❰❰Printing Your Stuff Again

by Jesse Herrick

January 17, 2015

The other day, I had finally decided upon a musical piece for the spring musical audition (Someone is Waiting from Company). So I decided to go online and buy the sheet music. Now, I didn’t know this at the time, but sheet music has really weird copyright laws. So I went on http://sheetmusicdirect.us/, and bought my piece.

Now I assumed that (like any person buying sheet music online for the first time) they would give me access to a PDF or something, but it turns out I had to install a plugin (yes, a plugin) for my browser to even view it. After doing that, I decided that I would print it out. So I pressed the print button and quickly started printing it. That’s when I realized that I didn’t want to print it to that printer (because it’s an inkjet and would have a lower quality than a laserjet), so I deleted it from the queue.

So I pressed the print button again. A pop-up alert appears: You have reached the total number of prints allowed for your license. That can’t be right, I thought, but it turns out (after some quick googling) that almost all online sheet music is sold with a single print. So I had a dilemma: buy the piece again (and accept that I did something stupid), or dive deep into how Mac OS X handles print requests. Being me, I chose the latter.

Unfortunately, no one had decided to write a nice blog post (like this one!) about how to reprint something cancelled on a queue. So I started learning about OS X printing, and I found out that OS X uses CUPS just like Linux.

Immediately, I browsed to http://localhost:631 and went to Jobs, then Show All Jobs. This page shows all of the jobs sent from my computer to various printers.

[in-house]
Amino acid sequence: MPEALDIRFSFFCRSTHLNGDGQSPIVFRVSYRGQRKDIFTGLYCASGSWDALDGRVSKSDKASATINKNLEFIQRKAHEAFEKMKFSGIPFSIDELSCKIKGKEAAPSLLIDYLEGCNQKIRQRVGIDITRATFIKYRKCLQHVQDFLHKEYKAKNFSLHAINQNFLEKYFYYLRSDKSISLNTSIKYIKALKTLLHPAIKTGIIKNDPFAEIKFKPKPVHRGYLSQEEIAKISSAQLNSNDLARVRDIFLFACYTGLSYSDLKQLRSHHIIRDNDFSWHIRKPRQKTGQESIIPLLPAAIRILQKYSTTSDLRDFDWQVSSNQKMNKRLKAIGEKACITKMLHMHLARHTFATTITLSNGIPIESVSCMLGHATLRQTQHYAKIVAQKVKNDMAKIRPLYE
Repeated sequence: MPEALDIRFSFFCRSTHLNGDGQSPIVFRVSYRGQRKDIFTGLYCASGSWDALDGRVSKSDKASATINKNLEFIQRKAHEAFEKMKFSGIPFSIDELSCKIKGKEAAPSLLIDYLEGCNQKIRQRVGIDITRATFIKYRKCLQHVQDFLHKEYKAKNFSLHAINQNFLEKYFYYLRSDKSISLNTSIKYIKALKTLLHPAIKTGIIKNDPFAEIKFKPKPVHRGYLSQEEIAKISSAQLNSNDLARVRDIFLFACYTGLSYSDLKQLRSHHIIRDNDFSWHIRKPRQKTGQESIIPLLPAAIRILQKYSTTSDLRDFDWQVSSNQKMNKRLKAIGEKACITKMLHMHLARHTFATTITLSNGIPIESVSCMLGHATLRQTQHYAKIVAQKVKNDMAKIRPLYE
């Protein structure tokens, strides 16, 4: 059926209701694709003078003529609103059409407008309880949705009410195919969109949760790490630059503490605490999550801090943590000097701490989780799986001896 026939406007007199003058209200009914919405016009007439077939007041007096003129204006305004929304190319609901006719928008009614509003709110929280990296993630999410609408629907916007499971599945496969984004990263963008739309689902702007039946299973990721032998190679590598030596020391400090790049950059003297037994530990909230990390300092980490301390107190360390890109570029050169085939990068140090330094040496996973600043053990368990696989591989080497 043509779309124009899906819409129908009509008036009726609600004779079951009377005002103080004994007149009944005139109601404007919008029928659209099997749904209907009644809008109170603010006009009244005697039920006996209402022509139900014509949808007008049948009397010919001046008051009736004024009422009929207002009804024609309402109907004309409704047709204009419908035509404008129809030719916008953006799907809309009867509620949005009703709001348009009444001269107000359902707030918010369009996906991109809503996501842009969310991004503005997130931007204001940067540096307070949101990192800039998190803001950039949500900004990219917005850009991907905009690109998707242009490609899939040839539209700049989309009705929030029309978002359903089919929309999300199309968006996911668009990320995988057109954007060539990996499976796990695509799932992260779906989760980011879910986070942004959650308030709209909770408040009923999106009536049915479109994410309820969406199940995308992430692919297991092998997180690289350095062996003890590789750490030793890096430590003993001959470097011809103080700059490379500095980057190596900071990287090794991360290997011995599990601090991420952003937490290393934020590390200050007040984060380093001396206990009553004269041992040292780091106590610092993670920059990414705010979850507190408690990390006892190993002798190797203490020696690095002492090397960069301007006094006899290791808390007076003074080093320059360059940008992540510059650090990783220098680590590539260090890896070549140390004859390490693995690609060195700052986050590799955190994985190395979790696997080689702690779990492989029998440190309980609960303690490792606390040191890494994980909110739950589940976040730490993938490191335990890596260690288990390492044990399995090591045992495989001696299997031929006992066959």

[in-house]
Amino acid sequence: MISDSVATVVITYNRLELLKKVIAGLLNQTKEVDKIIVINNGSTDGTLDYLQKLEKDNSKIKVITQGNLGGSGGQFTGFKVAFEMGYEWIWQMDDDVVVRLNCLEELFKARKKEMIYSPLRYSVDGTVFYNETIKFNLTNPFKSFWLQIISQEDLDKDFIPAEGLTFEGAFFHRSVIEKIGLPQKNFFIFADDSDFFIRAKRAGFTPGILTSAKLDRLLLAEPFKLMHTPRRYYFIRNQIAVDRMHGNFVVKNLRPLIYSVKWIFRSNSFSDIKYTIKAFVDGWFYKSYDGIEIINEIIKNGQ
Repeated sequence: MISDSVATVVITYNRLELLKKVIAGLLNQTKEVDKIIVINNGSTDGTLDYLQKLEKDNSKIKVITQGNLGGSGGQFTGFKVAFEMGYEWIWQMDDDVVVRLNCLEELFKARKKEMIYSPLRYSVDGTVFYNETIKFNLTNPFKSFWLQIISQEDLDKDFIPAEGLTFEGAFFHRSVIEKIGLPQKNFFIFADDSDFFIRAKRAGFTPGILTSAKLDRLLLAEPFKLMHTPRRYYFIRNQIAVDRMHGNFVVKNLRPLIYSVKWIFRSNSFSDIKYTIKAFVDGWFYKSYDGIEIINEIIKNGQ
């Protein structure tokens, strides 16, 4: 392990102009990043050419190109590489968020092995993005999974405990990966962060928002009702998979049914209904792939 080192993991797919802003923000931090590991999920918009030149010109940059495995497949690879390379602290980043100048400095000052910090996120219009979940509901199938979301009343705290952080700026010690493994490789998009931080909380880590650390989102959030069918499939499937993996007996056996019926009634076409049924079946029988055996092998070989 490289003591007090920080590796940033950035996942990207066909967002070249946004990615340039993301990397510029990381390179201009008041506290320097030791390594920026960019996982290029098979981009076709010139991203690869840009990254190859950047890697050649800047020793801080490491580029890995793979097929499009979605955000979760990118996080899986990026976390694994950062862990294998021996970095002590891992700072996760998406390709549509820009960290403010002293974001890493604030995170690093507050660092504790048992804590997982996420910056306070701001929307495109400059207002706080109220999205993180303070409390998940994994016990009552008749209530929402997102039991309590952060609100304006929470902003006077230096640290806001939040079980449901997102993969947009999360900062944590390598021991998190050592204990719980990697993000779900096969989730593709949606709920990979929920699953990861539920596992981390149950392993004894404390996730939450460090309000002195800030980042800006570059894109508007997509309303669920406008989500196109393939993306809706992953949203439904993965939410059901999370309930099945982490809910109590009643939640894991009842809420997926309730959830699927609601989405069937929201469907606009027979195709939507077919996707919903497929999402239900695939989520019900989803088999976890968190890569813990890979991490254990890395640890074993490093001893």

CUPS Print Jobs

I then clicked Reprint Job underneath Control, and my job printed again.

But I still wasn’t satisfied. That still wasn’t the printer that I really wanted, and I also wanted to have a PDF of the music. So I dove back into the CUPS documentation and found where CUPS stores its jobs. Let’s take a look:

$ sudo -s # yes, this is necessary
$ cd /var/spool/cups
$ ls
# a beautiful listing of jobs

You’ll notice a lot of files in this directory that start with a c00 is this directory. These are old print job listings, and are useless to us. However, CUPS does save the last printed job in a file starting with d00. Note that this file should have the same number as the job you saw in your browser. Mine was 113, so the file was d00113-001.

Then I took this file and copied it over to the desktop (cp d00113-001 ~/Desktop), then cded back into the desktop.

Here is where it gets a little confusing. I had this file, but had no idea what format it was in, so that I could convert it into a PDF. Eventually I found out that this is a PostScript file with the raw data needed to print the pages. So I googled and found this StackOverflow answer about converting a PostScript file to a PDF. Please give that answer an upvote if you found this useful.

Here I’ve put the command needed to convert the file. Make sure to replace the arguments after -o (output file) and -f (input file) with your arguments.

gs \
-o Name-of-Music.pdf \
-sDEVICE=pdfwrite \
-dPDFSETTINGS=/prepress \
-dHaveTrueTypes=true \
-dEmbedAllFonts=true \
-dSubsetFonts=false \
-c ".setpdfwrite <</NeverEmbed [ ]>> setdistillerparams" \
-f d00113-001

This leaves me with a high quality (and printable!) PDF of my music that I can look at wherever I like. Take that, sheet music company!

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